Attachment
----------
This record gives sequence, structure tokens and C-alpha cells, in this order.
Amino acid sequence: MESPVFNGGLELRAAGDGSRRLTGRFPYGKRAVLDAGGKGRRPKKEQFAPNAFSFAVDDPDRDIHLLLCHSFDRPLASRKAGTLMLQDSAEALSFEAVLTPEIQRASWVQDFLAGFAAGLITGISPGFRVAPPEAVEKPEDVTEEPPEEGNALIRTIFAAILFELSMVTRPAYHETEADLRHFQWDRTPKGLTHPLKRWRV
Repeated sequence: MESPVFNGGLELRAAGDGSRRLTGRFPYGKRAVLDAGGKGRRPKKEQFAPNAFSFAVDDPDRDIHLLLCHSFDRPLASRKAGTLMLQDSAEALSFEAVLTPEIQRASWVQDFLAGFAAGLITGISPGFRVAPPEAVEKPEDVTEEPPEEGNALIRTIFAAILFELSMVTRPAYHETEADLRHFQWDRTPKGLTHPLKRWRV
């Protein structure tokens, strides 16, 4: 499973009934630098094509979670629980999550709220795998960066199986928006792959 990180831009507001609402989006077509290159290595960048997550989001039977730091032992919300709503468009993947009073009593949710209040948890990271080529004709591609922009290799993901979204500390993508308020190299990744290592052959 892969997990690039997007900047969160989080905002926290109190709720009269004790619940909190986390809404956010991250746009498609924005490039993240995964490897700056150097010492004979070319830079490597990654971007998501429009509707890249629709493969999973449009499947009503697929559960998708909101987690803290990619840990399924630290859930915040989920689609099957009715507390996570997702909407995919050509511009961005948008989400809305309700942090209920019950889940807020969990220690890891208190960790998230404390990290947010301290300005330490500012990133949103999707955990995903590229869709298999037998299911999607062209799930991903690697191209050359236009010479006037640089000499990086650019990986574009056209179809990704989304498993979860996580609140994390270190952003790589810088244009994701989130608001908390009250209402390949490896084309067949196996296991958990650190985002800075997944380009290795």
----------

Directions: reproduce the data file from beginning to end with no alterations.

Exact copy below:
This record gives sequence, structure tokens and C-alpha cells, in this order.
Amino acid sequence: MESPVFNGGLELRAAGDGSRRLTGRFPYGKRAVLDAGGKGRRPKKEQFAPNAFSFAVDDPDRDIHLLLCHSFDRPLASRKAGTLMLQDSAEALSFEAVLTPEIQRASWVQDFLAGFAAGLITGISPGFRVAPPEAVEKPEDVTEEPPEEGNALIRTIFAAILFELSMVTRPAYHETEADLRHFQWDRTPKGLTHPLKRWRV
Repeated sequence: MESPVFNGGLELRAAGDGSRRLTGRFPYGKRAVLDAGGKGRRPKKEQFAPNAFSFAVDDPDRDIHLLLCHSFDRPLASRKAGTLMLQDSAEALSFEAVLTPEIQRASWVQDFLAGFAAGLITGISPGFRVAPPEAVEKPEDVTEEPPEEGNALIRTIFAAILFELSMVTRPAYHETEADLRHFQWDRTPKGLTHPLKRWRV
């Protein structure tokens, strides 16, 4: 499973009934630098094509979670629980999550709220795998960066199986928006792959 990180831009507001609402989006077509290159290595960048997550989001039977730091032992919300709503468009993947009073009593949710209040948890990271080529004709591609922009290799993901979204500390993508308020190299990744290592052959 892969997990690039997007900047969160989080905002926290109190709720009269004790619940909190986390809404956010991250746009498609924005490039993240995964490897700056150097010492004979070319830079490597990654971007998501429009509707890249629709493969999973449009499947009503697929559960998708909101987690803290990619840990399924630290859930915040989920689609099957009715507390996570997702909407995919050509511009961005948008989400809305309700942090209920019950889940807020969990220690890891208190960790998230404390990290947010301290300005330490500012990133949103999707955990995903590229869709298999037998299911999607062209799930991903690697191209050359236009010479006037640089000499990086650019990986574009056209179809990704989304498993979860996580609140994390270190952003790589810088244009994701989130608001908390009250209402390949490896084309067949196996296991958990650190985002800075997944380009290795």